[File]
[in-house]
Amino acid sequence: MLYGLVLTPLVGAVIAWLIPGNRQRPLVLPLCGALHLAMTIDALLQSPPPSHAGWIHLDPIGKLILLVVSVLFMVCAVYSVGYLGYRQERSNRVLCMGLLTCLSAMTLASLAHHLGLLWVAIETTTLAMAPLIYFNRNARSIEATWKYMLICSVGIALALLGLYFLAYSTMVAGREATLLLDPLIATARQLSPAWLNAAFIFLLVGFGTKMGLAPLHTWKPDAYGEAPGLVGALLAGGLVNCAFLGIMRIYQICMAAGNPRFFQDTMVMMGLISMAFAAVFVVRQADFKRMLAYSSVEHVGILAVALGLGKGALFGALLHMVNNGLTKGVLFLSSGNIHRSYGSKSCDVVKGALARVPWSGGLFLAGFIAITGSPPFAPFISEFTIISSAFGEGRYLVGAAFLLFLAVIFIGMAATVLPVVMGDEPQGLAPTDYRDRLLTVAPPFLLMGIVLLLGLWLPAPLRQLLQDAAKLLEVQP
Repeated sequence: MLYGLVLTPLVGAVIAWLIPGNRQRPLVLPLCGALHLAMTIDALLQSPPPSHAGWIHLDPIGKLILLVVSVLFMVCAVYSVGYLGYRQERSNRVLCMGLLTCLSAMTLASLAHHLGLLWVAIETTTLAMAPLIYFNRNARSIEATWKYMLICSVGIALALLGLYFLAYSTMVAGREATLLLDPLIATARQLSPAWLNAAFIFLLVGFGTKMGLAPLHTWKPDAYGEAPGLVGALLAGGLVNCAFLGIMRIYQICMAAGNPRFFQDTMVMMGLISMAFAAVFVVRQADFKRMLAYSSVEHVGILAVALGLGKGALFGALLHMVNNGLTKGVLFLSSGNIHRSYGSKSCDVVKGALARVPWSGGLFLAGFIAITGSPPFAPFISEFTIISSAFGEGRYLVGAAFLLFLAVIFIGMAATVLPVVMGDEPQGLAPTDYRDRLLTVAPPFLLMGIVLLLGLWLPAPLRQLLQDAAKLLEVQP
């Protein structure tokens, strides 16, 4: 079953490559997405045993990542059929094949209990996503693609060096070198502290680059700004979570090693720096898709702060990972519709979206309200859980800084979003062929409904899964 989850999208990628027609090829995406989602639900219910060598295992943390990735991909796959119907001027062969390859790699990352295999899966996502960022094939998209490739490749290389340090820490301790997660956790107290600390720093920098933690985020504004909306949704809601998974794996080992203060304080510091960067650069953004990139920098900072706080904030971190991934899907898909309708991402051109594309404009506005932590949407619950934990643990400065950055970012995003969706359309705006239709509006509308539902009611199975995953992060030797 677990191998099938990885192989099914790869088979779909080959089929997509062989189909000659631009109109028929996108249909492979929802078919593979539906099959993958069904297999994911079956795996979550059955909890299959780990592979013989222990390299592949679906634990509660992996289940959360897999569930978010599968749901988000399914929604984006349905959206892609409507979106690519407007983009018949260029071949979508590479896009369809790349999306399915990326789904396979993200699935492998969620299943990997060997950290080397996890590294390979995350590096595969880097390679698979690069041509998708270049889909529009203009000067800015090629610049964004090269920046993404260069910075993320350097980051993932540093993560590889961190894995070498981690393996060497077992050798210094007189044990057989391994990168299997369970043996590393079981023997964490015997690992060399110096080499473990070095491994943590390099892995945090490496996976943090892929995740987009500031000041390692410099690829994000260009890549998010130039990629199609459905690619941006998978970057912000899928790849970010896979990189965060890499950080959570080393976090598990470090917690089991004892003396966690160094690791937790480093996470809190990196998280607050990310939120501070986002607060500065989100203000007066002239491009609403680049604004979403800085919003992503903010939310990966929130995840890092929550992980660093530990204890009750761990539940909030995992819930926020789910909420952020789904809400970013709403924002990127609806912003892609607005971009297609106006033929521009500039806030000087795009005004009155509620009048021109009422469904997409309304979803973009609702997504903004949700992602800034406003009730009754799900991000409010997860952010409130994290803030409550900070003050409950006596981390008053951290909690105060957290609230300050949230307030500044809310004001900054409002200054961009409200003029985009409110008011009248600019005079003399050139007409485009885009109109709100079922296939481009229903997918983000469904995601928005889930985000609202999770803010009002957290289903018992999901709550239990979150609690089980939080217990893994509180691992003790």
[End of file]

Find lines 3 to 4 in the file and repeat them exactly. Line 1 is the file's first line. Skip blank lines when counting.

Repeated sequence: MLYGLVLTPLVGAVIAWLIPGNRQRPLVLPLCGALHLAMTIDALLQSPPPSHAGWIHLDPIGKLILLVVSVLFMVCAVYSVGYLGYRQERSNRVLCMGLLTCLSAMTLASLAHHLGLLWVAIETTTLAMAPLIYFNRNARSIEATWKYMLICSVGIALALLGLYFLAYSTMVAGREATLLLDPLIATARQLSPAWLNAAFIFLLVGFGTKMGLAPLHTWKPDAYGEAPGLVGALLAGGLVNCAFLGIMRIYQICMAAGNPRFFQDTMVMMGLISMAFAAVFVVRQADFKRMLAYSSVEHVGILAVALGLGKGALFGALLHMVNNGLTKGVLFLSSGNIHRSYGSKSCDVVKGALARVPWSGGLFLAGFIAITGSPPFAPFISEFTIISSAFGEGRYLVGAAFLLFLAVIFIGMAATVLPVVMGDEPQGLAPTDYRDRLLTVAPPFLLMGIVLLLGLWLPAPLRQLLQDAAKLLEVQP
């Protein structure tokens, strides 16, 4: 079953490559997405045993990542059929094949209990996503693609060096070198502290680059700004979570090693720096898709702060990972519709979206309200859980800084979003062929409904899964 989850999208990628027609090829995406989602639900219910060598295992943390990735991909796959119907001027062969390859790699990352295999899966996502960022094939998209490739490749290389340090820490301790997660956790107290600390720093920098933690985020504004909306949704809601998974794996080992203060304080510091960067650069953004990139920098900072706080904030971190991934899907898909309708991402051109594309404009506005932590949407619950934990643990400065950055970012995003969706359309705006239709509006509308539902009611199975995953992060030797 677990191998099938990885192989099914790869088979779909080959089929997509062989189909000659631009109109028929996108249909492979929802078919593979539906099959993958069904297999994911079956795996979550059955909890299959780990592979013989222990390299592949679906634990509660992996289940959360897999569930978010599968749901988000399914929604984006349905959206892609409507979106690519407007983009018949260029071949979508590479896009369809790349999306399915990326789904396979993200699935492998969620299943990997060997950290080397996890590294390979995350590096595969880097390679698979690069041509998708270049889909529009203009000067800015090629610049964004090269920046993404260069910075993320350097980051993932540093993560590889961190894995070498981690393996060497077992050798210094007189044990057989391994990168299997369970043996590393079981023997964490015997690992060399110096080499473990070095491994943590390099892995945090490496996976943090892929995740987009500031000041390692410099690829994000260009890549998010130039990629199609459905690619941006998978970057912000899928790849970010896979990189965060890499950080959570080393976090598990470090917690089991004892003396966690160094690791937790480093996470809190990196998280607050990310939120501070986002607060500065989100203000007066002239491009609403680049604004979403800085919003992503903010939310990966929130995840890092929550992980660093530990204890009750761990539940909030995992819930926020789910909420952020789904809400970013709403924002990127609806912003892609607005971009297609106006033929521009500039806030000087795009005004009155509620009048021109009422469904997409309304979803973009609702997504903004949700992602800034406003009730009754799900991000409010997860952010409130994290803030409550900070003050409950006596981390008053951290909690105060957290609230300050949230307030500044809310004001900054409002200054961009409200003029985009409110008011009248600019005079003399050139007409485009885009109109709100079922296939481009229903997918983000469904995601928005889930985000609202999770803010009002957290289903018992999901709550239990979150609690089980939080217990893994509180691992003790």